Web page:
DECEMBER 17, 2010
You know, Masters Of Horror started in 2005, the same year Population 436 was shot, so I really wish the writer had submitted it as a potential episode (Mick Garris would have been a good fit, given the Stephen King-esque "small town of weirdos" plot), because at its core is an interesting and somewhat original story, but it also doesn't lend itself to a full length feature. An hour would have been perfect; at 92 minutes it starts to wear out its welcome.
Especially since it's barely a horror movie, but too silly to work as a drama. Basically, the title refers to the constant residency of this particular town, and the extreme lengths they go to keep it that way. So it's a bit like Shirley Jackson's "The Lottery", except with more overt religious connotations, and not an annual thing. So when Jeremy Sisto shows up and (quite understandably) falls for Charlotte Sullivan, they decide he should stay and they kill some lady to even things out. If someone has a child, they kill someone else. I could have done without the religious angle (Sisto goes through some books and finds numerology connections and Bible passages - usual nonsense); they make occasional mention that they think that the town is perfect and thus no one should want to leave - I would have just made it so that they thought the town was so perfect (and that they were so crazy) that they didn't even want to change the "Entering Rockwell Falls: Population 436" sign.
But I always like this sort of "guy enters a weird place and figures out its secrets" scenario, so I wasn't TOO bored. I've seen enough to know that these things are always slow burns (he can't catch on/try to escape too soon, or else there's no movie). And I liked that they mixed it up a bit; when he finally DOES make a break for it, he doesn't take Sullivan (dammit!) but instead a little girl who the town's doctor and some others have kept under their thumb and practically brainwashed.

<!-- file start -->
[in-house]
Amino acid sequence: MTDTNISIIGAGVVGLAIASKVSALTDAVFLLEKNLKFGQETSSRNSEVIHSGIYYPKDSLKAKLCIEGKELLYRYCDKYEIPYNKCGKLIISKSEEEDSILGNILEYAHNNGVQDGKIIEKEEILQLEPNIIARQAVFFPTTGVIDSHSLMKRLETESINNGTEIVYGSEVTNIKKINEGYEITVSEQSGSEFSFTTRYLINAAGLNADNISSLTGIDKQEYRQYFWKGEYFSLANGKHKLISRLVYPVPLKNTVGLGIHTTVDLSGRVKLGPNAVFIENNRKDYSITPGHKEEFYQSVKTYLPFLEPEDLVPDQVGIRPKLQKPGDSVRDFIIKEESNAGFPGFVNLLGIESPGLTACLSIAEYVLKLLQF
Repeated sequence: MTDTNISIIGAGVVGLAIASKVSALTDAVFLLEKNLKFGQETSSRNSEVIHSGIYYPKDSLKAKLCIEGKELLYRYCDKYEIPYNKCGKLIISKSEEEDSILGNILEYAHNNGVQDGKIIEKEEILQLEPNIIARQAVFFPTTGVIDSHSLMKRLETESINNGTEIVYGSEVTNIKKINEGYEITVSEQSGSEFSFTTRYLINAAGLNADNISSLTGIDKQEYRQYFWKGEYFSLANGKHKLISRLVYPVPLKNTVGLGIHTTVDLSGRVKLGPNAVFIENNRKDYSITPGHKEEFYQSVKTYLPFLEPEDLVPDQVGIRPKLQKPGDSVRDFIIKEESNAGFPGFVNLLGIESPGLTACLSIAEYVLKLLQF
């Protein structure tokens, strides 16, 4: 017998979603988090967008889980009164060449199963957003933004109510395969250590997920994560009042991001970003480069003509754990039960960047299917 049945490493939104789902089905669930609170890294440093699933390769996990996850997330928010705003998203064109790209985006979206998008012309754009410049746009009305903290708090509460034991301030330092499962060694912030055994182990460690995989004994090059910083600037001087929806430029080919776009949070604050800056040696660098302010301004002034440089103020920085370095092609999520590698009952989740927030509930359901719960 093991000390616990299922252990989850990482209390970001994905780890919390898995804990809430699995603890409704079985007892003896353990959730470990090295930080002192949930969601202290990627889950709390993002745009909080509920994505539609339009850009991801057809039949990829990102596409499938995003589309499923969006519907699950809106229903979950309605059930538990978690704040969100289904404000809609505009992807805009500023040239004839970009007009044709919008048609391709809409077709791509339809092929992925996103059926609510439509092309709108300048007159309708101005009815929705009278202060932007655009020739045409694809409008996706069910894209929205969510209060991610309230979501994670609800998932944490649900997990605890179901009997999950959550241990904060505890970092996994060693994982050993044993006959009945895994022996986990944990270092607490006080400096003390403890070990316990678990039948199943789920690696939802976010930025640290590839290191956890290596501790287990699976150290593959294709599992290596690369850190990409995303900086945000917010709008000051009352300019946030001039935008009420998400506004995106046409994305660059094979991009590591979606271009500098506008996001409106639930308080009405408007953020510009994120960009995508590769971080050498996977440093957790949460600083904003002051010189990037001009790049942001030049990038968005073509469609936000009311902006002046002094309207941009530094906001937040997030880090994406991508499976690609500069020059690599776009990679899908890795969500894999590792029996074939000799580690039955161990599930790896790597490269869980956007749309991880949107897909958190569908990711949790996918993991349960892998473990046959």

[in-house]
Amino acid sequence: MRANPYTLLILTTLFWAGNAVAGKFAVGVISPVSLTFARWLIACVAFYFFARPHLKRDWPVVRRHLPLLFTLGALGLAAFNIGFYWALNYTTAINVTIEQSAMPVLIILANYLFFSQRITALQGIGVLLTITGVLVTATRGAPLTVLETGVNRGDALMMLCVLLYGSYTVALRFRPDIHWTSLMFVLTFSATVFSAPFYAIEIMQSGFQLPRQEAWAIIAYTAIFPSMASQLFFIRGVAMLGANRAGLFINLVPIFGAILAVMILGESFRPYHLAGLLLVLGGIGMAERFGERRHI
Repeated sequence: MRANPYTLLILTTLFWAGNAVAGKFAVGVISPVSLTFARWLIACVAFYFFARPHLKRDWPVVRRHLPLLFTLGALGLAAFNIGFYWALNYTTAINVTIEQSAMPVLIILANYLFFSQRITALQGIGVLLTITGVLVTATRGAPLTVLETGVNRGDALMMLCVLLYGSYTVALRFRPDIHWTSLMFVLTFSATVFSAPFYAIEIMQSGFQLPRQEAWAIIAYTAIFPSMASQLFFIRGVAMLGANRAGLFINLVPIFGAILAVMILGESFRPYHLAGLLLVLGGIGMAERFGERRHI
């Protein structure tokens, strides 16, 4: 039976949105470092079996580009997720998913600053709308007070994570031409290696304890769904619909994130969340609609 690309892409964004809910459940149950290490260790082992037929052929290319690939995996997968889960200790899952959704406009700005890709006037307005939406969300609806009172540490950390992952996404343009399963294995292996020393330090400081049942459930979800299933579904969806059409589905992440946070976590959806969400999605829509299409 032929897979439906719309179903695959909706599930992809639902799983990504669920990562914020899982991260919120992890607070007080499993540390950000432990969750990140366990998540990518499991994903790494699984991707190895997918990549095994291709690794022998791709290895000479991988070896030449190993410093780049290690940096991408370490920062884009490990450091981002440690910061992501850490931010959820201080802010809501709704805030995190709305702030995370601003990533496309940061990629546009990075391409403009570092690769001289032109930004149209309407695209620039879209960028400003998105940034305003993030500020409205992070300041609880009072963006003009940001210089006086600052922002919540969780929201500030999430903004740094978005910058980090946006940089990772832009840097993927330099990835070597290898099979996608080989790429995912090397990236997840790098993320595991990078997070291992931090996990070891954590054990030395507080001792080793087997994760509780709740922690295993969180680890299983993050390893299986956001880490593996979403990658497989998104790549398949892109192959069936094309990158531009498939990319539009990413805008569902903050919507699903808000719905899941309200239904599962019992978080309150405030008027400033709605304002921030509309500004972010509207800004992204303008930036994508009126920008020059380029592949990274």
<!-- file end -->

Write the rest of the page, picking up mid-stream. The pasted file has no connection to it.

Also (spoiler): they die, which is pretty ballsy. Sisto of course pretty much always dies in horror movies, so that wasn't much of a surprise, but killing the little girl too was an unexpected bonus (hey, I like grim endings, sue me). Hilariously, there's an "alternate ending" that plays out exactly the same except they swerve at the last minute and avoid the truck that kills them, but if you pay attention, you can pretty much assume that the "they die" ending was always the preferred version - their destroyed truck still makes an appearance in the epilogue of the "they live" version, which wouldn't have made sense if they went that way. It also sort of spoils the idea that you truly can't escape and that they will always win in the end. Good call!
Another surprise was that Fred Durst was surprisingly decent in his role as the town cop who befriends Sisto and spends the movie torn between not wanting his new friend to get screwed over, but also not wanting to betray his town. Hell, I even felt kind of bad for the guy at one point, when he catches Sisto nailing Sullivan (he was in love with her). Sympathy for the guy who assaulted my eardrums throughout the summer of 1999 with his "Nookie" nonsense? Now I've seen everything!
Oddly, I almost didn't rent the film because I momentarily thought I had already seen it, but it turns out I was thinking of The Plague, another "guy comes to a town that has some strange problems" movie that I watched over two years ago. So I was quite "whoa..."-d when I put in the DVD and a trailer for The Plague played at the top. Both films were shot in Winnipeg as well. Weird. P.S. I knew we were in Canada as soon as I saw Peter Outerbridge, Canadian movie extraordinaire who is probably best known as the asshole health company exec in Saw VI. That guy and Julian Richings should do a buddy movie. About Canada.
What say you?